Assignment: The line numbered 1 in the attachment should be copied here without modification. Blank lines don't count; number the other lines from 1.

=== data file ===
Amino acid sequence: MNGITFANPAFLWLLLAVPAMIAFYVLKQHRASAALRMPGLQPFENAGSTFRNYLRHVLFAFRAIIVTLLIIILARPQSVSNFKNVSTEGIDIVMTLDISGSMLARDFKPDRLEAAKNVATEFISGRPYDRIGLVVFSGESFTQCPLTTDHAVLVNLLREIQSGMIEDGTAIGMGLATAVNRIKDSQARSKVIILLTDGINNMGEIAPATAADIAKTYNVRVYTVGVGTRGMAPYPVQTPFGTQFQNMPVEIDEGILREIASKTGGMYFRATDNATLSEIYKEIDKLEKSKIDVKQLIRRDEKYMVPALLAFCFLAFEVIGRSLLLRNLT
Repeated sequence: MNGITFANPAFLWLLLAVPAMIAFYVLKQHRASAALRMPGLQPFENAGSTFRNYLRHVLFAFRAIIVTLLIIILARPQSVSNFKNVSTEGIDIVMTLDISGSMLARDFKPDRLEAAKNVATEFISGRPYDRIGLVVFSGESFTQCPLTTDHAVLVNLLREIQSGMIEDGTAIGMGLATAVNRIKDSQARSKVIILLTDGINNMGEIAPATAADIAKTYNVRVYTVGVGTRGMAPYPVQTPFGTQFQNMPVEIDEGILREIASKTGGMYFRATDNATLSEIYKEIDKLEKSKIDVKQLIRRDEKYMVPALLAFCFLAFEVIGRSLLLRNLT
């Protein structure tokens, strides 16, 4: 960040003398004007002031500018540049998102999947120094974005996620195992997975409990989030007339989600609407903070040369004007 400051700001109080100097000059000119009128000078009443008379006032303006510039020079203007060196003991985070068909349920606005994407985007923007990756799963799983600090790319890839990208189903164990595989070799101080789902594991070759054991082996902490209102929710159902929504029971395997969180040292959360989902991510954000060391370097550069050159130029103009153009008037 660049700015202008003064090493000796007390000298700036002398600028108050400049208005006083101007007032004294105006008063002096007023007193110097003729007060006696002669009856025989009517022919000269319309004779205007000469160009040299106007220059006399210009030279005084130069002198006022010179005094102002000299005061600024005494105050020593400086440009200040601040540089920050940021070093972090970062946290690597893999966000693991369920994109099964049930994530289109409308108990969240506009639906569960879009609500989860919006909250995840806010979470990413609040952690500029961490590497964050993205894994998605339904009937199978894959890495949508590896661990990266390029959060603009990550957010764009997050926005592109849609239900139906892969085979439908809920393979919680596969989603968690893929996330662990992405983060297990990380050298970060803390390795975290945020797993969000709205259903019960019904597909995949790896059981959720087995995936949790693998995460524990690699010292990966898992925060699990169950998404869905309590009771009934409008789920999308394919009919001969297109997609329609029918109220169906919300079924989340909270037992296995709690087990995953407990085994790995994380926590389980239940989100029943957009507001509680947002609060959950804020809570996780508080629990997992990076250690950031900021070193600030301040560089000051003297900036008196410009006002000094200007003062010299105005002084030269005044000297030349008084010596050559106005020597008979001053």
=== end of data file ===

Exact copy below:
Amino acid sequence: MNGITFANPAFLWLLLAVPAMIAFYVLKQHRASAALRMPGLQPFENAGSTFRNYLRHVLFAFRAIIVTLLIIILARPQSVSNFKNVSTEGIDIVMTLDISGSMLARDFKPDRLEAAKNVATEFISGRPYDRIGLVVFSGESFTQCPLTTDHAVLVNLLREIQSGMIEDGTAIGMGLATAVNRIKDSQARSKVIILLTDGINNMGEIAPATAADIAKTYNVRVYTVGVGTRGMAPYPVQTPFGTQFQNMPVEIDEGILREIASKTGGMYFRATDNATLSEIYKEIDKLEKSKIDVKQLIRRDEKYMVPALLAFCFLAFEVIGRSLLLRNLT